By Julie Titone
Communications and Marketing Manager
Granite Falls yarn shop owner Suzi Quillen is a library power user. She regularly downloads free audiobooks and movies; she checks out stitchery books to share with customers. But she learned some new library tricks when she tried out Sno-Isle Libraries’ Book-a-Librarian service.
The one-on-one free consultations can be booked for 30 or 60 minutes. They can focus on any subject—a specific research question, a technology lesson, or just an overview of services that might be helpful to the customer. Most sessions take place at a library. But Granite Falls Library manager Jude Anderson is glad to go where his customers are. So when Quillen booked his services, he took a laptop to her shop, Perfectly Knotty, to explore library services she hadn’t known about.
He demonstrated how to access online databases that reveal the age groups, interests and average incomes of area residents.
“He showed me how to look up demographics, how to pull different pieces of information together,” Quillen said. “It was really fun and neat to get some concrete information, less speculative than I’d had before.”
Anderson showed her how to track consumer spending not only by geographic area, but by types of purchase—crafts, for example. “This information is really powerful and important to me as I focus on a market beyond Granite Falls,” she said. “The town proper is small—fewer than 3,500 people. But there’s a huge outlying area.”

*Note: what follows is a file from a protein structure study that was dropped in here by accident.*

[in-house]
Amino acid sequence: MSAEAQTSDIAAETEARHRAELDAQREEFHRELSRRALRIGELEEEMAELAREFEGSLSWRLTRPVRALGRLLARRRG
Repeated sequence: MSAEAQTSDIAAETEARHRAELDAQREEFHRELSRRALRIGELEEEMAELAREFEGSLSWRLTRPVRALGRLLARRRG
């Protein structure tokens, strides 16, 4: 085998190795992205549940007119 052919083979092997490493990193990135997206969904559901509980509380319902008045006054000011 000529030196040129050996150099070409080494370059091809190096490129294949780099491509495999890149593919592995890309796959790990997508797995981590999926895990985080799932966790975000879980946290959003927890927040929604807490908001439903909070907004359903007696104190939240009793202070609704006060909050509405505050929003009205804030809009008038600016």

Quillen is a needlework blogger and writes a newspaper column called Chronicles of Yarnia. She’s always looking for new information about the history of crocheting, her favorite form of needlework. She’d found most of the relevant books in the library’s catalog, but Anderson showed her how to look for magazine articles on the subject.
“He also showed me how to use Price-It,” she said, explaining how she used the antiques and collectibles search engine to research the value of a 1922 sock-knitting machine. She’s also priced some of the vintage furniture that her husband, Jeff, has restored.
“The results were things I could have found elsewhere—it pulled up a lot of eBay sales—but Price-It filters the information more cleanly. You don’t have to go through pages and pages of Google results.”
Quillen has long used her library card to download audiobooks that satisfy her taste for classic literature (“Robinson Crusoe” and “Atlas Shrugged”) or boost her business savvy (“The $100 Startup” and “The Barefoot Executive”). She listens while she’s driving and running errands, such as stopping by the library to pick up books.
In addition to bright skeins of yarn, Quillen’s shop always contains stacks of library books, books about knitting and crocheting; books with patterns and instructions. She tells customers—or, as she calls them, “my people”—that they can afford to buy better yarn if they don’t spend so much money on books.
Quillen sees frugality as a key to success for herself as well. And what would perfect success for Perfectly Knotty look like?
“I would love to be able to hire local people so I could spend more time with my designing and writing,” she said. “We don’t have a coffee shop here or a barber shop where people can watch the world go by. I’d like this to be a place in the community where people can feel connected.”